This past Tuesday, I had the privilege of attending a tour of the McCall’s Pattern Company in New York City, as part of a Smocking Arts Guild Meet-Up. The tour explained the development of a sewing pattern from design concept to the finished pattern available for purchase; a process that takes a year and a half from start to finish.
The tour began in the Design Center where the color predictions for spring 2018 were on display. The designers had just been in that morning to receive an update on fashion trends, fabric news, color forecasting, and to receive their assignments for the 2018 spring season.
An in-depth analysis of what patterns are currently popular, upcoming fashion trends, which patterns are being retired, and even how much space is available in the pattern drawers all leads to the decision on what kinds of patterns and designs will be developed for the new season.
The design center includes life size display racks that hold examples all the latest fabrics and notions for the designers to work from. Using these materials, they develop a croquis for each new design.
The croquis will include a sketch, as well as explain cut, fit, and sizing. It will also include the chosen fabric for the display garment, notions needed, and all the details necessary to implement the designer’s vision.
The pattern makers, using pattern making software, develop the pattern based on the croquis. Once the pattern is drafted, a size 10 muslin will be cut and assembled for the designer to check. The original vision is tweaked and adjusted at this point. The design is then sent to sewists who will construct the garment from the fashion fabric with no directions. The pattern is constructed in the fashion fabric in a size 10 (with adjustments) which is then fit to the model who will be used for the photo shoot. Before even fitting the model, the size 10 has the waist lowered and the overall pattern lengthened since the models are tall! Our tour guide wanted to make sure we knew that the patterns have to be adjusted for everyone, even the models. The patterns aren’t supposed to fit you right out of the package, although we all wish they would!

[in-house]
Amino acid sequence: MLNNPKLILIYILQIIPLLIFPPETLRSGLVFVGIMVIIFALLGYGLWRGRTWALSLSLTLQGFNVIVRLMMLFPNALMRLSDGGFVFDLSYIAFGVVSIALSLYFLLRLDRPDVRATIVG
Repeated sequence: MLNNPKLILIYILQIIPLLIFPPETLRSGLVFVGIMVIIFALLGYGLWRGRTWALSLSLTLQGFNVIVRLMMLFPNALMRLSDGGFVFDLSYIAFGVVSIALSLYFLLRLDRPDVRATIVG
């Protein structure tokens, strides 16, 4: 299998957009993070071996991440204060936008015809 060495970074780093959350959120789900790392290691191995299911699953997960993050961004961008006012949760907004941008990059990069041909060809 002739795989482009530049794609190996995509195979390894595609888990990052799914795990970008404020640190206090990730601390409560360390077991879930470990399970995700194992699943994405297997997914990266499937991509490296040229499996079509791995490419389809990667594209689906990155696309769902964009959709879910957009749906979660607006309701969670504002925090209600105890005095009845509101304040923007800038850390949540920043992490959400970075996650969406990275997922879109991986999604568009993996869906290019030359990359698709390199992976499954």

At this point, after finalizing the pattern in the fashion fabric, the pattern goes into “production” and directions are written for construction, the pattern is graded for other sizes, and the fabric layout and illustrations are developed. Often ½ size or ¼ size pattern pieces are printed, cut, and assembled to figure out the best method of construction. Each step of production is done by a different person who specialize in that area. The pattern maker doesn’t write the assembly directions, and the person who sews the garment doesn’t draw the illustrations.
Quality control checks everything and the finished garment is now ready for the photo shoot. The McCall's offices includes a photography studio. The day that we were there, they were getting ready to shoot the holiday issue of Vogue Patterns by unpacking tons of shoes and accessories!
The one exception to this system is the Vogue Designer Patterns. The finished garment in the fashion fabric comes straight from the designer. The pattern is drafted and developed from the designer garment without deconstructing the garment. The actual designer garment is used for the photo shoot.
Departments in New York also include a book department that is responsible for designing and laying out the pattern books that we all peruse at the store to pick our patterns, and a customer service center where you can call McCall’s and have your questions answered about a pattern. Printing is all done in their facility in Kansas.
McCall’s is of course home to Vogue, Butterick, Kwik Sew and Cosplay patterns. I asked our tour guide who was the typical customer for each of the different lines. I wasn’t surprised to hear that the Vogue sewist is an advanced sewer, more fashion forward, and possibly a little bit older. I was surprised to find out that the Butterick sewist is a career woman, while the McCall’s sewist is a little more urban and contemporary. The McCall’s Company will put out an average of 250 new patterns a year across all the lines. I was surprised to see how few people it took to actually produce those patterns! While we didn’t see everyone, there were only 3 or 4 pattern makers and a similar number of sewists constructing the garments.
All the tour participants left with a greater understanding and appreciation for the process as well as a wonderful goody bag of patterns, notions and the latest issue of Vogue Patterns! It was a wonderful and informative tour! Thank you McCall's and Kim Gimblette, Region 1 Rep of the Smocking Arts Guild, for arranging the tour!